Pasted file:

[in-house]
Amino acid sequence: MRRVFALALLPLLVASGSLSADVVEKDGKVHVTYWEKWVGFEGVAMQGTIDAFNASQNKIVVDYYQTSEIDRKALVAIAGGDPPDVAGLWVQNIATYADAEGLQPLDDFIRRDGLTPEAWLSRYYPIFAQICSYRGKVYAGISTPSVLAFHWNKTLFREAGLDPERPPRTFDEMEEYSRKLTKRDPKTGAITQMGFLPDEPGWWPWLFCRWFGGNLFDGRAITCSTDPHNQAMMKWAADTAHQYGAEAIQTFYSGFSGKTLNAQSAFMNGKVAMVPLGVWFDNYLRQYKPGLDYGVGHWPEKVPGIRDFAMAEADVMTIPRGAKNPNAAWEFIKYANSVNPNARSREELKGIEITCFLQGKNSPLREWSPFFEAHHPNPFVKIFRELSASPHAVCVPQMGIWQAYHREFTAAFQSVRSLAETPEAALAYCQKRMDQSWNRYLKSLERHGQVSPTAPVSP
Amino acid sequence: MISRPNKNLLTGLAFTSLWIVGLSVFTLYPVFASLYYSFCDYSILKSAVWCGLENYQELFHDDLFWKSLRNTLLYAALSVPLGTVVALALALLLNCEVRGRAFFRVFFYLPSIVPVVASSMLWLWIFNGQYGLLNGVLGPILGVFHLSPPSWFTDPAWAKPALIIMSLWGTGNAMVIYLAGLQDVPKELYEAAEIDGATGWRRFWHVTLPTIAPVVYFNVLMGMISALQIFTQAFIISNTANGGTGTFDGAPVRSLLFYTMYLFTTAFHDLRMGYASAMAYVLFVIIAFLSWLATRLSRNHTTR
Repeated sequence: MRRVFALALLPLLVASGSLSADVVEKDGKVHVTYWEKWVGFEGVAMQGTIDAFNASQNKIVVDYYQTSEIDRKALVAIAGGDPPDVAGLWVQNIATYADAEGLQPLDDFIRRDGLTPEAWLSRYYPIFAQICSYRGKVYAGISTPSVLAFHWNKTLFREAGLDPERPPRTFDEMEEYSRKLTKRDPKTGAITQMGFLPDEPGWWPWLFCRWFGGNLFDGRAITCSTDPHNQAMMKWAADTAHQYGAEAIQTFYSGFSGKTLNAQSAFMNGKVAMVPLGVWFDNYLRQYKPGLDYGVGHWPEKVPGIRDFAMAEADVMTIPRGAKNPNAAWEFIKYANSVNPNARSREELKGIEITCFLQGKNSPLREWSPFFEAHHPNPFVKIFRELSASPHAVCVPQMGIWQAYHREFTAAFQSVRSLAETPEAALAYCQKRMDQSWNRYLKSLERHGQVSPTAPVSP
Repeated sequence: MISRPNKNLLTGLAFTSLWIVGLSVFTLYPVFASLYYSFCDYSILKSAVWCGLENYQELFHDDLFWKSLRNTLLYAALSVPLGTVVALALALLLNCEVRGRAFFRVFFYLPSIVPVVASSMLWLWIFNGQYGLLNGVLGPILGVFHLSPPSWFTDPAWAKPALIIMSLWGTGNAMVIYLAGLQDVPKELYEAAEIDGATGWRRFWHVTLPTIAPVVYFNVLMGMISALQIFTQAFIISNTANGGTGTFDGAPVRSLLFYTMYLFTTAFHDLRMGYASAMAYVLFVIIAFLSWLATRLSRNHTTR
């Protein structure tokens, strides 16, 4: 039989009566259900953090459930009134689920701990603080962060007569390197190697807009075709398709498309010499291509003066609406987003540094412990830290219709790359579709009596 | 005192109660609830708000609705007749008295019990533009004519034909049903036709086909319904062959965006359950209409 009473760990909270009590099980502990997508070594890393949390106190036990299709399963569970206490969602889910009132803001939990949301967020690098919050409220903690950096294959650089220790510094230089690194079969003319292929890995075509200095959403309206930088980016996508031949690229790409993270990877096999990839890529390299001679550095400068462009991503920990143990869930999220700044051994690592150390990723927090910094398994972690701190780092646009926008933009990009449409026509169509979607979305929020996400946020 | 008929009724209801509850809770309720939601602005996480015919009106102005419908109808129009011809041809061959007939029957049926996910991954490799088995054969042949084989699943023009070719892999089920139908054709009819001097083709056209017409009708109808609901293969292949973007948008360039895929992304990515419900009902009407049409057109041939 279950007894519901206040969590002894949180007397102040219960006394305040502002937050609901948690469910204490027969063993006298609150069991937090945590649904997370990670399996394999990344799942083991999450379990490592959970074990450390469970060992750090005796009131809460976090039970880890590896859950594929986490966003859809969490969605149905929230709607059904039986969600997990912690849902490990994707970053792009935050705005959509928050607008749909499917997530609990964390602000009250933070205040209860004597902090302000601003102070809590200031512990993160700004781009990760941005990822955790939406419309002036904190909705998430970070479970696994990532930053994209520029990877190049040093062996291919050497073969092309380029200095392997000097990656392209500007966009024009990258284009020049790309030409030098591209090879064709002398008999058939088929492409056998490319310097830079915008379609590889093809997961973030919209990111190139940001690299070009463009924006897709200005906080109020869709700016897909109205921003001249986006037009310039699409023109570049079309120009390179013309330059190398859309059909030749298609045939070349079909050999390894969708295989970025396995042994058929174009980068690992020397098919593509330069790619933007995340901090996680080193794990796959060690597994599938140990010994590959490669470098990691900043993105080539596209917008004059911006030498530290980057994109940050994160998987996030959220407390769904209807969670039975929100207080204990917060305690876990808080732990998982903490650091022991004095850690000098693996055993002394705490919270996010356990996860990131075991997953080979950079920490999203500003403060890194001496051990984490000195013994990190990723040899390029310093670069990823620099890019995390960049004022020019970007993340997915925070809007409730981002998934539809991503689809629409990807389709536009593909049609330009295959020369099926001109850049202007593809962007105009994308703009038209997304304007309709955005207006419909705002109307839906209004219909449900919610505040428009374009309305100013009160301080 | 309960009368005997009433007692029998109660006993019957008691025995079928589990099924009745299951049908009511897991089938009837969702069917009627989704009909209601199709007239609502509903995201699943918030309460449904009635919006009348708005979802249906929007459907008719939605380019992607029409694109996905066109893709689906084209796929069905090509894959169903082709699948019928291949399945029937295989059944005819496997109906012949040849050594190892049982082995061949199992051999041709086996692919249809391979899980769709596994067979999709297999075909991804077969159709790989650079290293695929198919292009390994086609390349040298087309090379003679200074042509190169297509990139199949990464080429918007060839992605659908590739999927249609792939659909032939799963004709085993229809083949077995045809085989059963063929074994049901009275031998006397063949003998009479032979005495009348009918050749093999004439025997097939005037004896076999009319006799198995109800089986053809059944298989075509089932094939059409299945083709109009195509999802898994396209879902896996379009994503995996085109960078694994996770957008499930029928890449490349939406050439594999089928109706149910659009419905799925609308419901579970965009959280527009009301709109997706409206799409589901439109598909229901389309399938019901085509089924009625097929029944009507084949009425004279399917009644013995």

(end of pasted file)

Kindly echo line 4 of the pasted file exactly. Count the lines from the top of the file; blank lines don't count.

Repeated sequence: MRRVFALALLPLLVASGSLSADVVEKDGKVHVTYWEKWVGFEGVAMQGTIDAFNASQNKIVVDYYQTSEIDRKALVAIAGGDPPDVAGLWVQNIATYADAEGLQPLDDFIRRDGLTPEAWLSRYYPIFAQICSYRGKVYAGISTPSVLAFHWNKTLFREAGLDPERPPRTFDEMEEYSRKLTKRDPKTGAITQMGFLPDEPGWWPWLFCRWFGGNLFDGRAITCSTDPHNQAMMKWAADTAHQYGAEAIQTFYSGFSGKTLNAQSAFMNGKVAMVPLGVWFDNYLRQYKPGLDYGVGHWPEKVPGIRDFAMAEADVMTIPRGAKNPNAAWEFIKYANSVNPNARSREELKGIEITCFLQGKNSPLREWSPFFEAHHPNPFVKIFRELSASPHAVCVPQMGIWQAYHREFTAAFQSVRSLAETPEAALAYCQKRMDQSWNRYLKSLERHGQVSPTAPVSP